‘He brings a tear to my eye. He’s unique’
Trainer pays tribute to Constitution Hill who is up with the greats after storming to Champion Hurdle glory
EXPECTATION can be a dangerous thing in jump racing, there is a potential banana skin at the back of every hurdle.
That is why a voice was whispering a reminder in your ear to keep at least one foot on the floor ahead of Constitution Hill’s run in the Champion Hurdle yesterday. Just under four minutes after the starting tape went up that caution was banished forever. Why had we been worried?
Everything Constitution Hill had done in his five races had made him look like an exceptional horse and the conclusive proof archsceptics needed was delivered in spades with an effortless ninelength victory from Irish Champion Hurdle-winner State Man. Almost 65,000 spectators at the home of jump racing did not really cheer him home. Let’s face it, the Nicky Henderson-trained six-yearold was the 4-11 favourite so hardly a bet for a working man.
Instead, as Constitution Hill strode away up the climb to the Cheltenham finish line, the crowd as one began to applaud in admiration. It is not a reaction you get often on a racecourse but it happened at Newmarket in April 2011 when the great Frankel spreadeagled the field in the 2,000 Guineas.
The knowledgeable Newmarket crowd appreciated what they had seen that day but, arguably, Frankel — who was trained by the late Sir Henry Cecil — did not touch the wider public consciousness until over a year later when he stormed home in the Queen Anne Stakes at Royal Ascot.
Constitution Hill did all that in one race — only the sixth of his career — yesterday. He seems to be doing everything in a hurry on the field, which is tad ironic given that he is the archetypal lazybones off it. If he was human, Constitution Hill would be captain of the cricket, football, rugby, tennis — and any sport you can think of — team but be a regular in detention for not doing his homework, or at least handing it in a day late.
Nico de Boinville’s first Champion Hurdle win was achieved with all the effort of a Sunday morning jog, with the jockey never having to get serious with him.
CONSTITUTION Hill jumped faster and more accurately than his six opponents. He also travelled so sweetly on the shoulder of the pace-setting I Like To Move It until De Boinville eased him into the lead approaching the thirdlast hurdle. If this had been a boxing match the referee would have stepped in on the home turn to prevent his pummelled rivals picking up any more unnecessary punishment. Going into the race the renowned Timeform organisation already rated Constitution Hill as the joint seventh- best hurdler of all time — the guess is he will have climbed the ladder after yesterday.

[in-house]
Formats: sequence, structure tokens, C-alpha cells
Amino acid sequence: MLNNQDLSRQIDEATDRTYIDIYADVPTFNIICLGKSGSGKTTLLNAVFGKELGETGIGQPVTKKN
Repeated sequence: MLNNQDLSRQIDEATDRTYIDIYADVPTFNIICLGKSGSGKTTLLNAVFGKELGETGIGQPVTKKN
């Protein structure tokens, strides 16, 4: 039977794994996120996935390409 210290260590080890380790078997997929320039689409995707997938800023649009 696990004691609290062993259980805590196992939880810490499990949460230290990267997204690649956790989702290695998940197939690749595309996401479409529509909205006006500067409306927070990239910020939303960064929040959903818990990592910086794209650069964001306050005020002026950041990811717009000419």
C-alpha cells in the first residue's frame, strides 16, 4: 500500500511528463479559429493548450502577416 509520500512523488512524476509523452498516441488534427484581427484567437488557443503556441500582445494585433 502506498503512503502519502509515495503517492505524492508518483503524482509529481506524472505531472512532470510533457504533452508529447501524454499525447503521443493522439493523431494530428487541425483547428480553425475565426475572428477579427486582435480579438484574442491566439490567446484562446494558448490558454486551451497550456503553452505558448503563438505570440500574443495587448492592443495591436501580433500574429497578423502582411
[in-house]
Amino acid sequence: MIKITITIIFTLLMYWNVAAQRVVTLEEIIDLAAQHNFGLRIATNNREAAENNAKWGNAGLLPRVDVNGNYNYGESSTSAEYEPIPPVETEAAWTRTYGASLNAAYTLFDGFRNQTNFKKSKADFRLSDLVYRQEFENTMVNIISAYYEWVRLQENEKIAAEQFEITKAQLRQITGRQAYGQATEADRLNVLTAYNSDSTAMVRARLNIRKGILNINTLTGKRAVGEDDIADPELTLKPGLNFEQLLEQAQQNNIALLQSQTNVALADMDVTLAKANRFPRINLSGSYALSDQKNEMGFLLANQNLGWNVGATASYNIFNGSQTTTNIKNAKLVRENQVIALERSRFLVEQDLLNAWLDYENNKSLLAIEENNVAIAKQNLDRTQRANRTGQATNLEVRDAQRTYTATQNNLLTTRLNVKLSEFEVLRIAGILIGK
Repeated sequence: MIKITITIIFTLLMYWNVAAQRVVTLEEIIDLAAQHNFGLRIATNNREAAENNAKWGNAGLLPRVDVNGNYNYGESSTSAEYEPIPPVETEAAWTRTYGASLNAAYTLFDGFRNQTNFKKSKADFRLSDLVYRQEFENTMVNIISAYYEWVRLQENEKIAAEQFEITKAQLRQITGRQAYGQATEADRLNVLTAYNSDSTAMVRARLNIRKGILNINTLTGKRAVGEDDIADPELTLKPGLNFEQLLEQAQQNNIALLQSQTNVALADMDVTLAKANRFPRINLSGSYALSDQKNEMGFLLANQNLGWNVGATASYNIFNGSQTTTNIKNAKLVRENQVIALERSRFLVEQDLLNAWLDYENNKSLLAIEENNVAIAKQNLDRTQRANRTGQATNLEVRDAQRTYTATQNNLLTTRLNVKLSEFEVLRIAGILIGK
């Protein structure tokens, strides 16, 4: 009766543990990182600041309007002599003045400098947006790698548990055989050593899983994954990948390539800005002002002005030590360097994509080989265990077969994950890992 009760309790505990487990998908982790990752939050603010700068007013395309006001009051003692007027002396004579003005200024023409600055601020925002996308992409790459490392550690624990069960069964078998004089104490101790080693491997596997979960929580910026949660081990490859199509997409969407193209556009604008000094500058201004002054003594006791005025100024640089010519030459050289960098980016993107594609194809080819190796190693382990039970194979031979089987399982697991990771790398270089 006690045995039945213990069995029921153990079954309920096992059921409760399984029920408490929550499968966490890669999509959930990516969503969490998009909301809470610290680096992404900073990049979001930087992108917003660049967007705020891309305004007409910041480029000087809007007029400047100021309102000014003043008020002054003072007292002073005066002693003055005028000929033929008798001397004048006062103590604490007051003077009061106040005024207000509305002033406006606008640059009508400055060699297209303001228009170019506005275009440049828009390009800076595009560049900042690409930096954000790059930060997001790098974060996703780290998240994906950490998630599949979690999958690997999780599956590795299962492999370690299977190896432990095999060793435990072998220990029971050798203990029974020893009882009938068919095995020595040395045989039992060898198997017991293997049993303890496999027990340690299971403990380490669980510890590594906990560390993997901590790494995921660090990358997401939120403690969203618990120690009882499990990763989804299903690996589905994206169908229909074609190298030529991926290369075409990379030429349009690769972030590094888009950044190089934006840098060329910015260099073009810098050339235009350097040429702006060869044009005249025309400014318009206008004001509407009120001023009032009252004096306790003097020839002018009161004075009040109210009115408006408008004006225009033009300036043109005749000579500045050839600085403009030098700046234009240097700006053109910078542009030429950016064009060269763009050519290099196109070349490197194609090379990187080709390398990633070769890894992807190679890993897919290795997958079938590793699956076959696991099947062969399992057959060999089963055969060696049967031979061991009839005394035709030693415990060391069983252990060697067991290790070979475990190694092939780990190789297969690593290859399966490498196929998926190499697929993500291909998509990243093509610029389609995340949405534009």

Henderson, 72, has remarkably now won nine Champion Hurdles in a 45-year training career. understandably, he was emotional after the race. This time last year he had the worry that his fading eyesight might mean his career ended before he wanted it to.
Life- changing treatment has helped restore his vision to a level where he can plan long-term and that is pretty exciting given the man who trained stars such as Altior, Sprinter Sacre, Remittance Man and the three-time Champion Hurdle winner See You Then may just have his hands on the best horse he has ever trained.
‘I’ve watery eyes,’ Henderson said. ‘I always have done but that would bring a tear to most eyes when you see a horse like that it is pretty unique.’
Physically, Constitution Hill is not an archetypal hurdler. He has the scope and size of a steeplechaser and that will be what he tries at some point. Henderson was only half joking when he suggested the Ascot Gold Cup over two and a half miles at Royal Ascot on the Flat might be an option.
On a day the Irish won five of the seven races — and they have stacked up chances for the next three days — Constitution Hill’s victory had significance for the home team. They may be outnumbered and seriously outgunned but they have a champion to rally round and what a champion he is.
An admiring spectator to what Constitution Hill achieved was 20time champion jockey Sir Anthony McCoy, a man for whom hyperbole is a foreign language.
He was in the ranks of the very impressed. ‘You want to see “I was there’’ moments in racing,’ McCoy said. ‘There are not a lot of them. But this was one. People talk about great horses of the past like Arkle but he looks like he could be the horse of a generation and one that will be talked about for many generations after.
‘You look at him and think how many Champion Hurdles can he win or could he do a Dawn Run and win a Champion Hurdle and a Gold Cup. He looks like one of those horses who can do whatever you want to do with him. I am not playing down what Nico de Boinville has to do on him but he looks a push-button ride. It will be like driving a car, a very fast car.’